I have always had bosses whose leadership styles vary, so to be successful sometimes you have to be adaptable and have ambiguity. You also learn along the way what types of leaders you want to work for and what type of leader you want to be yourself. You should always be learning from everybody around you, regardless of their position, background, or years of experience. We each have a unique perspective on how we have experienced life and hardships, we should be open to listening and learning from each other.
A good leader has nothing to do with being the smartest or the expert of a topic. A good leader puts people in the best position to succeed individually and for the company. We often mistake an expert for a leader, or a manager for a leader. Managing and leading are two different concepts.
Stop being afraid of failure, you'll never be successful or know how to handle adversity if you don't sometimes fail.
Speak up for yourself, but don't stop there. Speak up for others who don't yet have the platform or the courage or the ability too. Be a voice and an ally for others.
Most important thing I have ever learned too truly be successful. . . Work/life balance. What that means and what that looks like is different for every person. Find your own balance that works for you, don't be afraid to have boundaries. When you as a leader can instill boundaries, you empower your team to also have them. When you lead by example, you are giving your team permission to also create their needed boundaries to achieve their own work/life balance.
"I can accept failure; everyone fails at something. But I can't accept not trying.” – Michael Jordan
"Your role as a leader is to bring out the best in others, even when they know more than you." -Dr. Wanda Wallace
Be yourself. Don’t shrink or reshape who you are to make others more comfortable.
Have a support system/cheering section. Having a spouse/partner, friends, or parents who support you, push you, and encourage you goes far. I wouldn’t be here without my husband being my hype-man!
Find a mentor. I’ve had a few over the years that I appreciate and value the learnings they helped me with. However, as a female in a male dominated industry, having a female mentor specifically has given me a voice and a confidence I didn’t know I had.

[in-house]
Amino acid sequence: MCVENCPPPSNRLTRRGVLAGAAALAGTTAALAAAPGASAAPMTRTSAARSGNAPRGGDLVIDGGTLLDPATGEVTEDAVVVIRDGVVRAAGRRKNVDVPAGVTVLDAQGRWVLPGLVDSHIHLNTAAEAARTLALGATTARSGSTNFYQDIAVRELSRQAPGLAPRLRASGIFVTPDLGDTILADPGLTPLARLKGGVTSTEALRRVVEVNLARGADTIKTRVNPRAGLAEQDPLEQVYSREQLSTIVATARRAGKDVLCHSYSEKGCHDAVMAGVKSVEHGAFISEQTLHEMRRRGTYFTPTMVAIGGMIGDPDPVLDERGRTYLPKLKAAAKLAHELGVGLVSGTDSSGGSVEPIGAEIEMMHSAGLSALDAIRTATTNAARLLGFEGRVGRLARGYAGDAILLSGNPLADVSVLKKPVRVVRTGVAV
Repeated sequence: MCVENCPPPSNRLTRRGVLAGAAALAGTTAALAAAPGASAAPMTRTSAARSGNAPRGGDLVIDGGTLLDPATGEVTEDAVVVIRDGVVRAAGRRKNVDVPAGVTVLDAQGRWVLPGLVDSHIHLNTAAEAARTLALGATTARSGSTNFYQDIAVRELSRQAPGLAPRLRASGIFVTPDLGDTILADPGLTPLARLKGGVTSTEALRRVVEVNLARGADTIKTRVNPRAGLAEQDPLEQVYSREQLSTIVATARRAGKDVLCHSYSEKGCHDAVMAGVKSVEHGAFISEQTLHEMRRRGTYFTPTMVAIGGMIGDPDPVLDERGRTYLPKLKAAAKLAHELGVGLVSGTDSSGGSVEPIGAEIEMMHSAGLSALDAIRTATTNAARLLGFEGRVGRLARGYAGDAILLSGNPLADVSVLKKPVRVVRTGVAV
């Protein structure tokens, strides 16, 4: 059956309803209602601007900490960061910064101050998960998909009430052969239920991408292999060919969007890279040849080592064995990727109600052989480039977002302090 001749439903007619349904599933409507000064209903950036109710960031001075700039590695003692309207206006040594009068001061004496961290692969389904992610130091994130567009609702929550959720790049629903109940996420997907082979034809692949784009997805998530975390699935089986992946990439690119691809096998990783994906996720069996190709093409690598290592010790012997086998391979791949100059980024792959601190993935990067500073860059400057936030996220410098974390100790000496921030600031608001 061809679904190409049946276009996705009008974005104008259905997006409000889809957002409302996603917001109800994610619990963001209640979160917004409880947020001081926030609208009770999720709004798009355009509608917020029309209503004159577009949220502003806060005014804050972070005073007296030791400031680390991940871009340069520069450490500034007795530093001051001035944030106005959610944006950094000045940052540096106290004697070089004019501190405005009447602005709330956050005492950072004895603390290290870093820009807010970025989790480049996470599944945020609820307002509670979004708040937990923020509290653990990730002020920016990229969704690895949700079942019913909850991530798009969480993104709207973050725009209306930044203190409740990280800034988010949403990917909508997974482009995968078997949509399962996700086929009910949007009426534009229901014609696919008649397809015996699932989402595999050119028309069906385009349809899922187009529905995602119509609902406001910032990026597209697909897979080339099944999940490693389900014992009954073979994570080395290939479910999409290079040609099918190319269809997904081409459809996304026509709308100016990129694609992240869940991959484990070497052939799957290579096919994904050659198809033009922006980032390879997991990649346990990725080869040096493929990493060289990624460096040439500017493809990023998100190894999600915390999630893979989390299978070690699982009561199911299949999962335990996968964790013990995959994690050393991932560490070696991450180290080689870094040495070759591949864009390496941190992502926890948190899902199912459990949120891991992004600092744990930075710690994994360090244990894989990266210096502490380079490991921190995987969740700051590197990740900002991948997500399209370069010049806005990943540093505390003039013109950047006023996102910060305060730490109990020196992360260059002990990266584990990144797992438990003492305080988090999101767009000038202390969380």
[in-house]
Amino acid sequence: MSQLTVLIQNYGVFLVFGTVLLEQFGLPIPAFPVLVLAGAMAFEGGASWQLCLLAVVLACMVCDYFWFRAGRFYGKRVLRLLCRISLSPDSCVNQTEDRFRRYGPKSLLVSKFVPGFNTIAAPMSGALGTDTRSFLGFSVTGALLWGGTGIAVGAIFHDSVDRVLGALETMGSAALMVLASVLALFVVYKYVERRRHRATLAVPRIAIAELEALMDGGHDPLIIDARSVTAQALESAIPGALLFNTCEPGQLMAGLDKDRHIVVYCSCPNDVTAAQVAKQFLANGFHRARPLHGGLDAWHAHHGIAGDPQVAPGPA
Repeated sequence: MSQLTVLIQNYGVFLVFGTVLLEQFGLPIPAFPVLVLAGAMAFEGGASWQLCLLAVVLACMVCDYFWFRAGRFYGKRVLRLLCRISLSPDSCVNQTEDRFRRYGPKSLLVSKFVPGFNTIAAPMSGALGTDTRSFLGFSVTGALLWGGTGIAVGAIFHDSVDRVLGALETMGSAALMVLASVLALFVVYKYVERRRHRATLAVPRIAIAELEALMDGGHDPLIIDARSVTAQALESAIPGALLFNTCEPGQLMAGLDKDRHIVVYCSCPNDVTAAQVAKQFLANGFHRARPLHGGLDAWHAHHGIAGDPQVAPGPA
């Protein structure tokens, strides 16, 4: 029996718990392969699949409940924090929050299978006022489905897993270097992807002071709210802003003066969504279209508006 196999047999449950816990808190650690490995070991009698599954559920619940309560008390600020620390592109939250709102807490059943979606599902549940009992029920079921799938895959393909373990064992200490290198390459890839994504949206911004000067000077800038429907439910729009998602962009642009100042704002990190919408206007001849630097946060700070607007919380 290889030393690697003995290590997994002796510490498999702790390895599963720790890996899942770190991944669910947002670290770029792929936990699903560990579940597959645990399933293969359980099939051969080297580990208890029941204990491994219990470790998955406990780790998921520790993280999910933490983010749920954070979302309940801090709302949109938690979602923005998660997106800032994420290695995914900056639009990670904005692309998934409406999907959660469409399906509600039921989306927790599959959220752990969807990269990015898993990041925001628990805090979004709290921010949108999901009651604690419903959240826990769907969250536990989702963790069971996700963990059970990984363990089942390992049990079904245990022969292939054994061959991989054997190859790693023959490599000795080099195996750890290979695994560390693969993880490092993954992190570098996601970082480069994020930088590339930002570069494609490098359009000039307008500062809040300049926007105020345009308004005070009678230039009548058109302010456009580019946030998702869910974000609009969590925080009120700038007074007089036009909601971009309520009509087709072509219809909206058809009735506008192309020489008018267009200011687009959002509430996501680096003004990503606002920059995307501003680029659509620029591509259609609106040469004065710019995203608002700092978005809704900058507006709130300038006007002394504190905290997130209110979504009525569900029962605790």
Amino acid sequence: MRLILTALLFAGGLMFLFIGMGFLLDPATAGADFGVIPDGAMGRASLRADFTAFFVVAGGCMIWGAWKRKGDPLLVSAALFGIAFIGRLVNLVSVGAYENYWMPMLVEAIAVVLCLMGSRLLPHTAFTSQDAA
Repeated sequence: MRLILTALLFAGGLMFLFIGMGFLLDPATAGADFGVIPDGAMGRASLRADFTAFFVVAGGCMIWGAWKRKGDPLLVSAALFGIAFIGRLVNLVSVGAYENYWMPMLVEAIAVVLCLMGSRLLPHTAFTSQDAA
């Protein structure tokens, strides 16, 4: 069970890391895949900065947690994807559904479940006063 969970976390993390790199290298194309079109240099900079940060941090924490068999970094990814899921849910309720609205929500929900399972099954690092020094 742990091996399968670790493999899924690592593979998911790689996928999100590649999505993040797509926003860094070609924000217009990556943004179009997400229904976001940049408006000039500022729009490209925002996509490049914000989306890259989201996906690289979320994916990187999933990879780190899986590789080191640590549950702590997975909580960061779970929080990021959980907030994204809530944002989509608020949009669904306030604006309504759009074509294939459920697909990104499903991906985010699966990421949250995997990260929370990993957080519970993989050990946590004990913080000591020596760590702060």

Dream big. Tying in with my “quote”, Sheryl Sandberg gave a commencement speech at Barnard College in 2011. She said, “Go home tonight and ask yourselves, “What would I do if I weren’t afraid?” And then go do it.” Don’t be afraid to go after what you want.
I have found that one of the biggest contributors to success is to never stop learning; There is always a new skill to develop and knowledge to gain. Another contributor to success is establishing and maintaining your values and boundaries. This is important for any professional but is especially significant for women in male-dominated fields, such as finance and accounting. This provides the groundwork for our most authentic and satisfying achievements, and allows us to celebrate those victories, no matter how big or small.
One of my favorite women empowerments comes from Ruth Bader Ginsburg, when she said “As women achieve power, the barriers will fall. As society sees what women can do, as women see what women can do, there will be more women out there doing things, and we’ll all be better off for it.”
My success is because of dedication, humility, hard work, and asking questions. I am always learning and growing from mentors and co-workers. Understand mistakes will happen as long as you use the mistake as tool for learning and not as a failure you will continue to grow and achieve your goals.
“If you can't fly then run, if you can't run then walk, if you can't walk then crawl, but whatever you do you have to keep moving forward.” – Martin Luther King Jr.
We hope you enjoyed these insights from the empowering women leaders at PROBAR.
Happy International Women's Day from the PROBAR team!